They come early for us.
Skinny, stressed women, the flame
that burns twice bright.
My sister calls them honey badgers.
On the subway, wrapped in winter wools,
the sudden fever; a sharp descent
to the hothouse inside
where vines and fungi grow:
Pink early flower, Scrambling Clematis.
Wood Ear, Inky Pot, Stinkhorn.
I trust the hypothalamus to mediate
body and brain. Like city apartments in winter,
the heat overcompensates for chill.
Here’s a house full of bees.
Do you think the honey badger cares?
Like riding a wave, the rhythm like labor,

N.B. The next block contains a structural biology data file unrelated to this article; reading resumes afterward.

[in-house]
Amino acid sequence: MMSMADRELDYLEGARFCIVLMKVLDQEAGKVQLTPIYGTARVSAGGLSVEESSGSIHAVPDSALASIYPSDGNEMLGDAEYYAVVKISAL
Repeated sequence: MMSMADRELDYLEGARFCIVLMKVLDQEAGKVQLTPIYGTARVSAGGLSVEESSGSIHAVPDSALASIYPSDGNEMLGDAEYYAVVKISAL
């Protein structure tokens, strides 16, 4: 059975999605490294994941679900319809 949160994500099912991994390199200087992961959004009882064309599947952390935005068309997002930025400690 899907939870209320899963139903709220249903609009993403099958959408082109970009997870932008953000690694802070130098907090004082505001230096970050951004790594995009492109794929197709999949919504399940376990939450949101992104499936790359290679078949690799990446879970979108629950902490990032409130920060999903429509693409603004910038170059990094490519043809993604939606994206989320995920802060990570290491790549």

which taught me to surrender to pain.
I loosen my scarf, wonder if it’s visible.
Her face is so red, a student said aloud,
as if I couldn’t hear or it didn’t matter.
I close my eyes and wait, breathe
into all that dies or rots in musty
ferments. Let it go, let it go.
Honey Badger don’t give a shit.
Caitlin Grace McDonnell was a New York Times Fellow in poetry at NYU and has received fellowships from Yaddo, Blue Mountain Center and the Fine Arts Work Center in Provincetown. Her poems and essays have been published widely, most recently in Salon, and she has two published books of poems, Dreaming the Tree (belladonna 2003) and Looking for Small Animals (2012). Currently, she’s an English teacher and lives in Brooklyn with her six-year-old daughter, Kaya Hope.